European horror writers set their stories amongst Gothic architecture of crumbling castles and abbeys. American authors turned to the Colonial era for backdrops of horror—a time of stifling religion, superstitious hysteria and the dark and uncertain New World.

In his new book "Colonial Horrors," author Graeme Davis brings together both well known and obscure stories to show how the era continues to influence the genre. 

"Everybody has heard of the Salem Witch Trials," Davis says. "And there was a lot going on even before that. Some of the puritans thought that anyone who wasn't Christian, including the Native Americans, worshiped the devil. And the wrong kind of Christians, Catholics, also worshiped the devil. By extension, the new world was ruled by the Devil being a pagan land. And the devil would not take kindly to the good Christian people, the pilgrims, the puritans, settling there trying to spread righteousness and Christianity. Therefore, some kind of backlash was to be expected.

"This sort of paranoid inward thinking characterized many accounts at the time. The people felt cut off from one another, between swaths of dark and foreboding woods bristling in their imaginations at least with hostile natives, monsters, dangerous wildlife and what have you-- all orchestrated by Satan in an effort to wipe them out. And this created a hothouse of the imagination, all kinds of horrors came from their minds."

Davis spoke with Colorado Matters host Ryan Warner.

Read an excerpt from "The Legend of Sleepy Hollow" by Washington Irving. 

Just at this moment a plashy tramp by the side of the bridge caught the sensitive ear of Ichabod. In the dark shadow of the grove on the margin of the brook he beheld something huge, misshapen, black, and towering. It stirred not, but seemed gathered up in the gloom, like some gigantic monster ready to spring upon the traveller.

The hair of the affrighted pedagogue rose upon his head with terror. What was to be done? To turn and fly was now too late; and besides, what chance was there of escaping ghost or goblin, if such it was, which could ride upon the wings of the wind? Summoning up, therefore, a show of courage, he demanded in stammering accents, "Who are you?" He received no reply. He repeated his demand in a still more agitated voice. Still there was no answer. Once more he cudgelled the sides of the inflexible Gunpowder, and, shutting his eyes, broke forth with involuntary fervor into a psalm tune. Just then the shadowy object of alarm put itself in motion, and with a scramble and a bound stood at once in the middle of the road. Though the night was dark and dismal, yet the form of the unknown might now in some degree be ascertained. He appeared to be a horseman of large dimensions and mounted on a black horse of powerful frame. He made no offer of molestation or sociability, but kept aloof on one side of the road, jogging along on the blind side of old Gunpowder, who had now got over his fright and waywardness.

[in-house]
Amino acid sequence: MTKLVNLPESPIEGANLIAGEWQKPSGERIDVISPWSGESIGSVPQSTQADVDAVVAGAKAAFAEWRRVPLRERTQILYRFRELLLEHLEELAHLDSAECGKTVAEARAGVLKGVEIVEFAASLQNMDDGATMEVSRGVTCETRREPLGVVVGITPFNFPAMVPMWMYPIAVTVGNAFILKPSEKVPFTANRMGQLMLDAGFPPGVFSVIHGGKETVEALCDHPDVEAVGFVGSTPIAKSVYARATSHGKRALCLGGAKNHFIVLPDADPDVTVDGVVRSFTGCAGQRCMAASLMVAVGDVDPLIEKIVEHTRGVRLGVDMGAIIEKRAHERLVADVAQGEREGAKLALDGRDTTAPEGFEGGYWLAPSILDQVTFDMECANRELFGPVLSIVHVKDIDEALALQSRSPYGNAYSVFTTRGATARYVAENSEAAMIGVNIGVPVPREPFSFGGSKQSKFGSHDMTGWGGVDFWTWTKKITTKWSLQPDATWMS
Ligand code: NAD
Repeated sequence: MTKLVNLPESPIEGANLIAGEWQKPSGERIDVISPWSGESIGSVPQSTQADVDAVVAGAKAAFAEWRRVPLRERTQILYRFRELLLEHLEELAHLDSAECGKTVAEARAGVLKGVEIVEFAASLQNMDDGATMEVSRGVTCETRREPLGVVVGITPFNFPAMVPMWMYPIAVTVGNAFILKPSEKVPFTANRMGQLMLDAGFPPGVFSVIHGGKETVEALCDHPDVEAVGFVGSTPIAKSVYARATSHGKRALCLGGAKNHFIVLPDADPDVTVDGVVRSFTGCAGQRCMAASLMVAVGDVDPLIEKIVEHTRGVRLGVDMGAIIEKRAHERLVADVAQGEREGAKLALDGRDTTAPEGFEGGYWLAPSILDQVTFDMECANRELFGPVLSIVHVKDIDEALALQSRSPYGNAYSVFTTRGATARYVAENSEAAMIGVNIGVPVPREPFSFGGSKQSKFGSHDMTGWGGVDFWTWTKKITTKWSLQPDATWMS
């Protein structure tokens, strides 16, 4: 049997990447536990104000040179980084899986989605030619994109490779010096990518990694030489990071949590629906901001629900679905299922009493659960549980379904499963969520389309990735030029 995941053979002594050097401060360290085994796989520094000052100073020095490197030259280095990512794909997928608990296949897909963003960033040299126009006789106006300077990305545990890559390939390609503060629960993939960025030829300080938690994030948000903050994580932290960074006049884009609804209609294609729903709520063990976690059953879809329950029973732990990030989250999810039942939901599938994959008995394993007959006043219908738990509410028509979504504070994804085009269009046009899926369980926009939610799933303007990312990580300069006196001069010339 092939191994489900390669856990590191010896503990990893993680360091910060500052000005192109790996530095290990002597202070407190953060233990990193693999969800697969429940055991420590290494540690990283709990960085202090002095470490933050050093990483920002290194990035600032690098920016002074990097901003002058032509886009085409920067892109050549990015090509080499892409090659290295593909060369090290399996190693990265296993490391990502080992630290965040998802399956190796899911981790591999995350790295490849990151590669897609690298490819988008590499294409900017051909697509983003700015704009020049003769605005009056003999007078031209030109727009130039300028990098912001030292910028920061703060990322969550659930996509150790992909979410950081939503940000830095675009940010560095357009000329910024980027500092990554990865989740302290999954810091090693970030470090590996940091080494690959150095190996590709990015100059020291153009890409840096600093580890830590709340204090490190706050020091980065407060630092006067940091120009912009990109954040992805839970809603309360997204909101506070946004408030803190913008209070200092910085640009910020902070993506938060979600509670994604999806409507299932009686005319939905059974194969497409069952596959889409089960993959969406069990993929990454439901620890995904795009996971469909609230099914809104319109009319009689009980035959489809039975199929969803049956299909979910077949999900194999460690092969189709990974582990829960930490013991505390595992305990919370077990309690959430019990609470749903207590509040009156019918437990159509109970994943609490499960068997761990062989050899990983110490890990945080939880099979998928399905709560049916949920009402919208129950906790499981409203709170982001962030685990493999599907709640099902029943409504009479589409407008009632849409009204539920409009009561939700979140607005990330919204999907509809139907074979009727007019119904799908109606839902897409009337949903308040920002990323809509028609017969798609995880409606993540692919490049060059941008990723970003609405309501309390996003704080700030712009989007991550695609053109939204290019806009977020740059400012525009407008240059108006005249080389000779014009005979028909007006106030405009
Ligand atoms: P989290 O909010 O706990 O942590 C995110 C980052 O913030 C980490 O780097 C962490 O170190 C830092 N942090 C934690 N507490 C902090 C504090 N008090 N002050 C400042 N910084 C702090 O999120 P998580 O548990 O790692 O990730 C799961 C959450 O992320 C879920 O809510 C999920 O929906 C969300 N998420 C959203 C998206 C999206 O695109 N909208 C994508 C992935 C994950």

Ichabod, who had no relish for this strange midnight companion, and bethought himself of the adventure of Brom Bones with the Galloping Hessian, now quickened his steed in hopes of leaving him behind. The stranger, however, quickened his horse to an equal pace. Ichabod pulled up, and fell into a walk, thinking to lag behind; the other did the same. His heart began to sink within him; he endeavored to resume his psalm tune, but his parched tongue clove to the roof of his mouth and he could not utter a stave. There was something in the moody and dogged silence of this pertinacious companion that was mysterious and appalling. It was soon fearfully accounted for. On mounting a rising ground, which brought the figure of his fellow-traveller in relief against the sky, gigantic in height and muffled in a cloak, Ichabod was horror-struck on perceiving that he was headless! but his horror was still more increased on observing that the head, which should have rested on his shoulders, was carried before him on the pommel of the saddle. His terror rose to desperation, he rained a shower of kicks and blows upon Gunpowder, hoping by a sudden movement to give his companion the slip; but the spectre started full jump with him. Away, then, they dashed through thick and thin, stones flying and sparks flashing at every bound. Ichabod's flimsy garments fluttered in the air as he stretched his long lank body away over his horse's head in the eagerness of his flight.